The number of photons in the wavefront sensor is related to the color-index
of the reference star. Redder stars provide more photons at a given magnitude,
as shown for the ebccd in Figure 7
2. The reference star has an angular offset from the science
The larger the separation between program source and reference star
is, the less efficient the compensation will be.
Figure 3 is a plot of theoretical Strehl ratio behavior versus angular
separation. This Strehl value has to be multiplied with the Strehl achievable
by the system, with the star on axis. It has been established with a theoretical
Cn2 profile and checked for some separation angles. The maximum
field angle between the object and the reference star we recommend is 30
Numerical simulation performances: Reticon
and EBCCD A numerical simulation of the Adonis Adaptive Optics
system has been done to provide the observers with simulated PSFs
and expected performances. The performances have been checked
with our average results during Adonis runs. The results allow users
to forecast or simulate their observations.
The results have been published and the reference will soon be made available here (18\08\00).
The D/ro value (ratio of the telescope diameter to the Fried parameter)
taken is 18. This choice corresponds to a seeing of 0.62" at 0.6 µm
which is the weigthed WFS wavelength.
We report results for Adonis using the Reticon (200 Hz) and the EBCCD
(100 Hz) wavefront sensors. The PSF images as well as the encircled energy
are given, for each natural guide star (NGS) V-magnitude. It has been assumed
a K0 spectral type NGS, the magnitude may be rescaled via the measured
color dependance of the WFS response. For the ebccd this has been measured
experimentally and reported.
The PSF represent an IR long exposure of 10 seconds.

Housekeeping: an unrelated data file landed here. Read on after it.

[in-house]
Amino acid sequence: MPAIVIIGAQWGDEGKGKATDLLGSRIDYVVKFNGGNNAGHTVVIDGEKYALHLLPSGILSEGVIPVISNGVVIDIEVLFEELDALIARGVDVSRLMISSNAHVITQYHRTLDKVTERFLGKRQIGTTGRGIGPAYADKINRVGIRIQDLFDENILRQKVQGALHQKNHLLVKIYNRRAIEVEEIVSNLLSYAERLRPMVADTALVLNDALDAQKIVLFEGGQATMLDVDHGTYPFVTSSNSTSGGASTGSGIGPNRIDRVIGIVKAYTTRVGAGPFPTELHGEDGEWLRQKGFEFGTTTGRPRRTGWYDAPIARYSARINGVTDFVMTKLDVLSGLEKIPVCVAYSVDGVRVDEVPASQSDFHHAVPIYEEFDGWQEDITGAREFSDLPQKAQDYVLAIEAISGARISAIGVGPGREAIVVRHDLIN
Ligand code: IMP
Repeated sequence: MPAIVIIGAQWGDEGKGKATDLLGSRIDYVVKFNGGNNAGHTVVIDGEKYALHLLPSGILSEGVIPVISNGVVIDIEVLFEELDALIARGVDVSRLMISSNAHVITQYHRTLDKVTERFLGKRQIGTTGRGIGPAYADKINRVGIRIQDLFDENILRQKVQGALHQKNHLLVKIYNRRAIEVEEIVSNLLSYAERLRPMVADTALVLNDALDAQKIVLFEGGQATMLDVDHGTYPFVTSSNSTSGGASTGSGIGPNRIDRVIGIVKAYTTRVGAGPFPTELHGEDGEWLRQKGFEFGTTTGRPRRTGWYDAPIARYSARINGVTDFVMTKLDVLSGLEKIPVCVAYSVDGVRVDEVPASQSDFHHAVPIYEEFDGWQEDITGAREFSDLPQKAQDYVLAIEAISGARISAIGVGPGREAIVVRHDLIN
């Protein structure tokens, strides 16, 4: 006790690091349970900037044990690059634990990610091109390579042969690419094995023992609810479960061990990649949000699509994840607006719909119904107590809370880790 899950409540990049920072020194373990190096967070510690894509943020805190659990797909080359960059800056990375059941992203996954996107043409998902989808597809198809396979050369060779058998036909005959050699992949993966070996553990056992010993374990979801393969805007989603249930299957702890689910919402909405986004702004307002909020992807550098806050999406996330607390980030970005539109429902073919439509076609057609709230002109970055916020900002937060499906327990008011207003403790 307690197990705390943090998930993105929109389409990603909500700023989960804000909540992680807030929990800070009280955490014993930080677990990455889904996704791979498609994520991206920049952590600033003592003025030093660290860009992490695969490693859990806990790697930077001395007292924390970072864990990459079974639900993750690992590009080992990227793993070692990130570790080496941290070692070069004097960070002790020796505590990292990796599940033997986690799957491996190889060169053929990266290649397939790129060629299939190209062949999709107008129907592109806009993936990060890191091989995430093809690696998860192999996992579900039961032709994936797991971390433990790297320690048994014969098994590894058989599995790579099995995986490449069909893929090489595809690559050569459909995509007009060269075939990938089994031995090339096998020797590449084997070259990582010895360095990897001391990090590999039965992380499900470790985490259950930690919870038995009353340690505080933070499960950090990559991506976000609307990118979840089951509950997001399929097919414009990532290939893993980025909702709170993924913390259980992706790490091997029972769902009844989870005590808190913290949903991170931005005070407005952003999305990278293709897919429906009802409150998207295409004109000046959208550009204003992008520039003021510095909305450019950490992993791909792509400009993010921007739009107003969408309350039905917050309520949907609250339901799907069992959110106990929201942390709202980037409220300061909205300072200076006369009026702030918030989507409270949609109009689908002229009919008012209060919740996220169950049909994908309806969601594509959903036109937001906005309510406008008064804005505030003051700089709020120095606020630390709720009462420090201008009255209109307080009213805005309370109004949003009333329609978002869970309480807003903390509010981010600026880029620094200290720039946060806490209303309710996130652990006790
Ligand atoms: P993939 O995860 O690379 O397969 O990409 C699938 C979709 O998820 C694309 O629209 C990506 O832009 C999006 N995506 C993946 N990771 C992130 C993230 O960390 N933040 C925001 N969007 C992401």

One of the most important limitations of an adaptive optics system is the
lack of sufficiently bright reference stars close to the observed object.
It is recommended to use the object itself whenever possible to sense the
wavefront in the visible.
The degree of correction depends on the visible magnitude on the reference
star, on the angular distance from the object and on the seeing conditions.
The angular distance from reference to science target lowers the PSF quality
due to field anisoplanatism. This effect is shown in Fig. 3, however
one should bear in mind that it can be weaker or stronger, depending on
the altitude of the turbulent layers. We have observed 30% changes with
respect to the theoretical curves shown in Fig.3
Recommended max. zenith angle: 50° (above this zenith angle the correction
efficiency decreases rapidly); Max. zenith angle: 60°.
Maximum reference object diameter for wavefront sensing: 2 to 3 arcsecs
depending on the seeing conditions.
PSF calibrator star - Deconvolution methods
If desired, a point spread function (PSF) measured with an unresolved calibrator
star specified by the astronomer might be recorded in order to carry out
an a posteriori deconvolution. We strongly recommend this. We also recommend
to use the data reduction routines we distribute,